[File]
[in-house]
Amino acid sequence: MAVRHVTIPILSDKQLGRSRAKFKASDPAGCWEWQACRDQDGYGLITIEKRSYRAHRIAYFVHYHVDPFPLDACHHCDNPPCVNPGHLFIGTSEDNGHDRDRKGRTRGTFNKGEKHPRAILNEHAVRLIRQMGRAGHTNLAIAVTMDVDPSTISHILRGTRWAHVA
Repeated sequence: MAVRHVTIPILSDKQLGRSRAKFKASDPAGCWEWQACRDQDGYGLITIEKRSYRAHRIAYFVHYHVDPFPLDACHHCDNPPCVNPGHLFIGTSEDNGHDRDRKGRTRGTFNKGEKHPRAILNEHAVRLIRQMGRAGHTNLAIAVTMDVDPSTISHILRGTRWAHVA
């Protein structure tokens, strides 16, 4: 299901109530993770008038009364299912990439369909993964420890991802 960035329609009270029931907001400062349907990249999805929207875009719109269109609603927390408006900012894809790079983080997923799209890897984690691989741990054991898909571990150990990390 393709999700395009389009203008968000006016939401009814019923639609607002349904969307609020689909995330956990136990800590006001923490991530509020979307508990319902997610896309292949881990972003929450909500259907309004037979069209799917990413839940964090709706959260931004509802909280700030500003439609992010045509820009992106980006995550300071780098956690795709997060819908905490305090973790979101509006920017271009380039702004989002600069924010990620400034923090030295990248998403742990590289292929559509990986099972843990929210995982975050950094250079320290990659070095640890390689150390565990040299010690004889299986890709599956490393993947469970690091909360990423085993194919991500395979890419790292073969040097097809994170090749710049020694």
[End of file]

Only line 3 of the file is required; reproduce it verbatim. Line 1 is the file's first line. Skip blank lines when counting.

Repeated sequence: MAVRHVTIPILSDKQLGRSRAKFKASDPAGCWEWQACRDQDGYGLITIEKRSYRAHRIAYFVHYHVDPFPLDACHHCDNPPCVNPGHLFIGTSEDNGHDRDRKGRTRGTFNKGEKHPRAILNEHAVRLIRQMGRAGHTNLAIAVTMDVDPSTISHILRGTRWAHVA